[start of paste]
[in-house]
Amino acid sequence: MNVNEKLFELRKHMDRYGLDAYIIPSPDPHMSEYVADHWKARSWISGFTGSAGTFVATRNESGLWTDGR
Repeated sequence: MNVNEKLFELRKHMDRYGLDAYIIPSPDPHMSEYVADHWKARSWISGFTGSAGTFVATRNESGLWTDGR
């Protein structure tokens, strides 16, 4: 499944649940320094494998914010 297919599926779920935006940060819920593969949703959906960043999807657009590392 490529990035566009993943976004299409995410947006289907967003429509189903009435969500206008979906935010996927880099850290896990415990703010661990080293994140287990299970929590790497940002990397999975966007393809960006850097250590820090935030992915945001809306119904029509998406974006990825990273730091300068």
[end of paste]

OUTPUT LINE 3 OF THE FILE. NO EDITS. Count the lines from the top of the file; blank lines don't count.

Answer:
Repeated sequence: MNVNEKLFELRKHMDRYGLDAYIIPSPDPHMSEYVADHWKARSWISGFTGSAGTFVATRNESGLWTDGR